Thursday, April 17, 2008

The Raven

The Raven by Edgar Allan Poe, with beautiful illustrations by Gustave Doré at Project Gutenberg.


Up and Then Down:The lives of elevators in the New Yorker Magazine.

Let's Beat Monty Hall to Death

There's a series of posts in the New York Times TiernyLab column about the famous Monty Hall problem: Is That a Fair Coin in Your Pocket?.
Partition–Edit–Count: Naive Extensional Reasoning in Judgment of Conditional Probability

Fog of War

The Fog of War the 2003 documentary about Robert S. McNamara, the secretary of defence under Kennedy/Johnson by director Erroll Morris. The film was made before 9/11 and the current Iraq war, but there are eerie similiaries.

Wednesday, April 16, 2008

Gardner Gathering

Penn and Teller hang out with magicians and mathematicians at a Gardner Gathering - meetings held in honor of the writer Martin Gardner.

Number Gossip

Number Gossip
Number Gossip: Plug in your number!

Find out which number is: composite, deficient, even, odious, palindromic, powerful, practical ...

The Tudors / Sweating Sickness

I've been watching the Showtime series The Tudors on DVD. It started out 'ok' but become more engrossing as it went on. Unfortunately, I made the mistake of looking up the historical figures in Wikipedia and found there were major historical inaccuracies in the show, which I found distracting. I should have waited until finishing the show!
The show mentions a devasting epidemic of "sweating sickness" in England at the time. I assumed that was another term for the bubonic plague, but apparently it's a completely different disease. The exact nature of the sweating sickness is still unknown.

The Early Universe

Let there be Light: the Emergence of Structure out of the Dark Ages in the Early Universe
The initial conditions of our Universe can be summarized on a single sheet of paper. Yet the Universe is full of complex structures today, such as stars, galaxies and groups of galaxies. In this review I describe the standard theoretical model for how complexity emerged from the simple initial state of the Universe at early cosmic times through the action of gravity. In order to test and inform the related theoretical calculations, large-aperture telescopes and arrays of radio antennae are currently being designed and constructed. The actual transition from simplicity to complexity has not been observed as of yet. The simple initial conditions were already traced in maps of the microwave background radiation, but the challenge of detecting the first generation of galaxies defines one of the exciting frontiers in the future of cosmology. Once at hand, the missing images of the infant Universe might potentially surprise us and revise our current ideas.

Polarisation vision

The secret world of shrimps: polarisation vision at its best
New Form of Vision Discovered

Monday, April 14, 2008

Earth Rise

This image is a still from a high-definition April 5, 2007 video of the Earth rising above the moon as seen by Japan's Kaguya lunar orbiter. The probe was about 236,121 miles (380,000 km) away from Earth at the time. Credit: JAXA/NHK.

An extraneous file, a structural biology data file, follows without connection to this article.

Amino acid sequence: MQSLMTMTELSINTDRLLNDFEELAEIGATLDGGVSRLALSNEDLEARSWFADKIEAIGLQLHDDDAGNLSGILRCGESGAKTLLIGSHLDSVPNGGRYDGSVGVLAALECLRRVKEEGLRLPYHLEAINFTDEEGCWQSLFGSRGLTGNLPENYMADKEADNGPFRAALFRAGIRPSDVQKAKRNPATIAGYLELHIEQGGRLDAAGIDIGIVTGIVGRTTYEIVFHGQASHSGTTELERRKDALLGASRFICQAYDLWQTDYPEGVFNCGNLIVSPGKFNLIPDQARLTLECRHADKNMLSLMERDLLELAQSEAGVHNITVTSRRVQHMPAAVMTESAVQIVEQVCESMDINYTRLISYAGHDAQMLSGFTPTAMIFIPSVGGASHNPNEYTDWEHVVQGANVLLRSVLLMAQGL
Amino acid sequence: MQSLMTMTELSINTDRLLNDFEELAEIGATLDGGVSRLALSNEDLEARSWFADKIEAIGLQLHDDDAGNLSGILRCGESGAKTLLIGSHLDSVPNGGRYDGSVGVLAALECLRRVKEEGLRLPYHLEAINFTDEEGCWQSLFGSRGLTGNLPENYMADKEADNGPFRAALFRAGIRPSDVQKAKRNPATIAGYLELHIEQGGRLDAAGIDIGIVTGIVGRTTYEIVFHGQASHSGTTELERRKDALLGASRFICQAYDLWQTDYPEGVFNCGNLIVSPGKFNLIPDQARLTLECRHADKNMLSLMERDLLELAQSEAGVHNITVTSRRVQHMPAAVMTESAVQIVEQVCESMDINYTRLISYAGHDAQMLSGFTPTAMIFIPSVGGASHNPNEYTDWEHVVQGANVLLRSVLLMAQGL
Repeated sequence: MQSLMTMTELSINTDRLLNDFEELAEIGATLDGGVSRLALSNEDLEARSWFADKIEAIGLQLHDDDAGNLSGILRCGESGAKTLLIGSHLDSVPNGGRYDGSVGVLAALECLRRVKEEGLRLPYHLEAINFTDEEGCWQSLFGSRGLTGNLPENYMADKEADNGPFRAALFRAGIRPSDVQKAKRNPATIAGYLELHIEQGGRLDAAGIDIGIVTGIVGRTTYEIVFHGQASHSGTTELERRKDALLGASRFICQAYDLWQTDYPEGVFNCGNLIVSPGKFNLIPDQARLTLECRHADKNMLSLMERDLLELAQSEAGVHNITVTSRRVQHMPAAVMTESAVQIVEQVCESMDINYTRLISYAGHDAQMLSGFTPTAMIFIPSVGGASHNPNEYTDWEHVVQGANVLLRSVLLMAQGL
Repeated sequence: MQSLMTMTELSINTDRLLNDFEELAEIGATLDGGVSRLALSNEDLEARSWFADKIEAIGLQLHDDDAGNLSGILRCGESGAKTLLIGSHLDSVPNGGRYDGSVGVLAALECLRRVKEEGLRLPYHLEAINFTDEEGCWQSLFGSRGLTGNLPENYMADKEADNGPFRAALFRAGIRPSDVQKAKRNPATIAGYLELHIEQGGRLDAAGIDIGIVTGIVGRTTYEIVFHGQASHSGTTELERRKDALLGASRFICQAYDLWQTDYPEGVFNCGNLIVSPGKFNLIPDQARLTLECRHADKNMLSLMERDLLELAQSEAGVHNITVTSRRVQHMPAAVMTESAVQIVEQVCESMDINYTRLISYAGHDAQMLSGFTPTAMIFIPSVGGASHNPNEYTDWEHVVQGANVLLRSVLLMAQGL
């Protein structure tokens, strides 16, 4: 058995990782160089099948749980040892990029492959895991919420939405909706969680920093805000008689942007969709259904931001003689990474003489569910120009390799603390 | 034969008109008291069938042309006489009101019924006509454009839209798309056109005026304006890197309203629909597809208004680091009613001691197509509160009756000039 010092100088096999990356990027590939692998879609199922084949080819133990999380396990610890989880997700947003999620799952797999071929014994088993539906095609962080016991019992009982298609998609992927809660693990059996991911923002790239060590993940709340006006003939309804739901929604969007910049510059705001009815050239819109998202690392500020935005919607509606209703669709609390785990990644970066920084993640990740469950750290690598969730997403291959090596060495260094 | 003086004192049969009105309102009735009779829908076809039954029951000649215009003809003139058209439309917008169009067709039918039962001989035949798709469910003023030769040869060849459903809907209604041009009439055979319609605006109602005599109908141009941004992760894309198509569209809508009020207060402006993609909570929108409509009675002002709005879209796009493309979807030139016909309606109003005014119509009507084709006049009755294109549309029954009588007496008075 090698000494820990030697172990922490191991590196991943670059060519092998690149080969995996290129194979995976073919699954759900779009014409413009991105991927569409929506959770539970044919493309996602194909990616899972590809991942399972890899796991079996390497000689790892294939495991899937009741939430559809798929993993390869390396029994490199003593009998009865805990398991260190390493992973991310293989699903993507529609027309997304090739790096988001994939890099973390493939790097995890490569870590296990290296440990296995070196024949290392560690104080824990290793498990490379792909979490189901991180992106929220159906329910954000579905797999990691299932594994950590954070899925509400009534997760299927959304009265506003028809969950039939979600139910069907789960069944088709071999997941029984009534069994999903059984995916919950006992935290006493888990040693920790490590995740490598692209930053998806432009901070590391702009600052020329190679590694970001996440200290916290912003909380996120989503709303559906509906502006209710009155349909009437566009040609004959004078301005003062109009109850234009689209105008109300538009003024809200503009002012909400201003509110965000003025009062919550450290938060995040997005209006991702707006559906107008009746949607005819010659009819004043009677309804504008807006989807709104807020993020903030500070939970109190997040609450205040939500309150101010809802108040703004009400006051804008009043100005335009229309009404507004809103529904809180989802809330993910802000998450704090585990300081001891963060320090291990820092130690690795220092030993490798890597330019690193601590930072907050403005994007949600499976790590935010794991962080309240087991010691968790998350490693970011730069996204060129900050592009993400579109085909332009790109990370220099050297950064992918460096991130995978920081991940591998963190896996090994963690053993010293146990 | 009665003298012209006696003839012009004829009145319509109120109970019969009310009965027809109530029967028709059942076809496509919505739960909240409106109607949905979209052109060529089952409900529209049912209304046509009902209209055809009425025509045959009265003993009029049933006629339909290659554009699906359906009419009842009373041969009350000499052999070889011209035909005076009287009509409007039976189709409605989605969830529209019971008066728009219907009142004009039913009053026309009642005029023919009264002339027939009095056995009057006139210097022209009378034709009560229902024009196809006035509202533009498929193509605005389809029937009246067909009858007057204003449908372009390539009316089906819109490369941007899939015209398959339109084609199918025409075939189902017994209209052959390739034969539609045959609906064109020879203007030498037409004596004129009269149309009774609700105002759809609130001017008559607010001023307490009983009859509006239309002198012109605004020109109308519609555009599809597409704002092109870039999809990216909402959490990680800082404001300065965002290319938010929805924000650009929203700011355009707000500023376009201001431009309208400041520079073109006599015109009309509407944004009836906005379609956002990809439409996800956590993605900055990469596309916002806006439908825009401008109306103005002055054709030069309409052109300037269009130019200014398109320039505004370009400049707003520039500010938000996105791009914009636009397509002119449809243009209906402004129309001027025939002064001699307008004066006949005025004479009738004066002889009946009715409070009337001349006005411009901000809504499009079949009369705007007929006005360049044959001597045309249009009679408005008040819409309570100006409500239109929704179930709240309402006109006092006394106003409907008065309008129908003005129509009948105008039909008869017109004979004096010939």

High Resolution Video

John A. Wheeler Dies

John A. Wheeler, Physicist Who Coined the Term ‘Black Hole,’ Is Dead at 96 article in the New York Times.

Gecko Acrobatics

Active tails enhance arboreal acrobatics in geckos in PNAS.
Geckos are nature's elite climbers. Their remarkable climbing feats have been attributed to specialized feet with hairy toes that uncurl and peel in milliseconds. Here, we report that the secret to the gecko's arboreal acrobatics includes an active tail. We examine the tail's role during rapid climbing, aerial descent, and gliding. We show that a gecko's tail functions as an emergency fifth leg to prevent falling during rapid climbing. A response initiated by slipping causes the tail tip to push against the vertical surface, thereby preventing pitch-back of the head and upper body. When pitch-back cannot be prevented, geckos avoid falling by placing their tail in a posture similar to a bicycle's kickstand. Should a gecko fall with its back to the ground, a swing of its tail induces the most rapid, zero-angular momentum air-righting response yet measured. Once righted to a sprawled gliding posture, circular tail movements control yaw and pitch as the gecko descends. Our results suggest that large, active tails can function as effective control appendages. These results have provided biological inspiration for the design of an active tail on a climbing robot, and we anticipate their use in small, unmanned gliding vehicles and multisegment spacecraft.

Asian-American Birth Gender Bias

Son-biased sex ratios in the 2000 United States Census in PNAS.
We document male-biased sex ratios among U.S.-born children of Chinese, Korean, and Asian Indian parents in the 2000 U.S. Census. This male bias is particularly evident for third children: If there was no previous son, sons outnumbered daughters by 50%. By contrast, the sex ratios of eldest and younger children with an older brother were both within the range of the biologically normal, as were White offspring sex ratios (irrespective of the elder siblings' sex). We interpret the found deviation in favor of sons to be evidence of sex selection, most likely at the prenatal stage

Let's Not Have a Nuclear War, OK?

Total ozone deviations following 5-Tg soot injection in the upper troposphere.